For reference, Medley’s dividend exceeded its net investment income in four out of the next five quarters (not good!) since they stopped including the above chart in their quarterly investor presentations. Specifically, in the quarters ending December 2015 through December 2016, Medley’s dividend per share was $0.30, $0.30, $0.22, $0.22 and $0.22, respectively, while the net investment income was only $0.28, $0.26, $0.20, $0.23, and $0.19, respectively. And while Medley has already declared another upcoming dividend of $0.22 per share, we won’t be surprised to see the company reduce the dividend again to better align it with the net investment income, assuming that Medley’s planned $50 million in additional upcoming share buybacks won’t reduce total dividend payments enough to keep the dividend per share amount healthy relative to the net investment income per share. And importantly, even if Medley cuts the dividend (like it did last summer), we believe the market may “yawn” again (i.e. no significant price move) especially considering Medley already trades at a discounted share price relative to its book value.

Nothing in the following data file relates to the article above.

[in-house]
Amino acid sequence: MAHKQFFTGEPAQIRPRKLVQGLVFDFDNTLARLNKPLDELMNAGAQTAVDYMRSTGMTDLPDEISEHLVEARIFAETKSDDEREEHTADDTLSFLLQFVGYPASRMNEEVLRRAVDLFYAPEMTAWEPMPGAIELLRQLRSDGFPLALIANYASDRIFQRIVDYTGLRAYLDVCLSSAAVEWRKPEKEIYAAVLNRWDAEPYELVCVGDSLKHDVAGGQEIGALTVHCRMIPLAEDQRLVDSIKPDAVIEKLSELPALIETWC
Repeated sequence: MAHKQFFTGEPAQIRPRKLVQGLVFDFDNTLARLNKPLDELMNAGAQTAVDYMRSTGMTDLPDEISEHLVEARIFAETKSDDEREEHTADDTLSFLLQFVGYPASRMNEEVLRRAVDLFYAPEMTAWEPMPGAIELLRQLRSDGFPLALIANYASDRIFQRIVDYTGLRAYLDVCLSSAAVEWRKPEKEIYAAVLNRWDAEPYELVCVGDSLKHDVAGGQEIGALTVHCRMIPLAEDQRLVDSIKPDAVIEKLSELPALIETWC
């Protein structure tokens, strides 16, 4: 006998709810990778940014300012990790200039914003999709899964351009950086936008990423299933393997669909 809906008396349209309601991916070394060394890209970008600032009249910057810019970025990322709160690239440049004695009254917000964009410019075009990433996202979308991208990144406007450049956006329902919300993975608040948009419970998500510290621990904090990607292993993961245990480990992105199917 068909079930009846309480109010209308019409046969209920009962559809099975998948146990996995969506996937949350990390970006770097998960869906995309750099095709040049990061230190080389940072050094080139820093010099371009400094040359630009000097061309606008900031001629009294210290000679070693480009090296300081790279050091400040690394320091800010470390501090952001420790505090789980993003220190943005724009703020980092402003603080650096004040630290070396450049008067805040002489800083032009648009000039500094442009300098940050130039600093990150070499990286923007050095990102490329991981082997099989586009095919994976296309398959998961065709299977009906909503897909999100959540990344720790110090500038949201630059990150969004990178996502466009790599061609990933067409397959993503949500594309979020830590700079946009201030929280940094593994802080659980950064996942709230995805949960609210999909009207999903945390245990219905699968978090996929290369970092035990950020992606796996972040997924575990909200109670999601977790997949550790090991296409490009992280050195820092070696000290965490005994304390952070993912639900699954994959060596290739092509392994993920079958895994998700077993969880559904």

Valuation and Peer Comparison
For some perspective, the following chart shows Medley’s (MCC) price-to-book-value relative to many of its BDC peers.
We like that Medley trades at approximately 80% of its book value because this suggests the market is already factoring in future risks such as a potential dividend cut and the idea that the company may experience lower returns (still high returns, just lower) than it experienced during the distressed conditions that followed the financial crisis.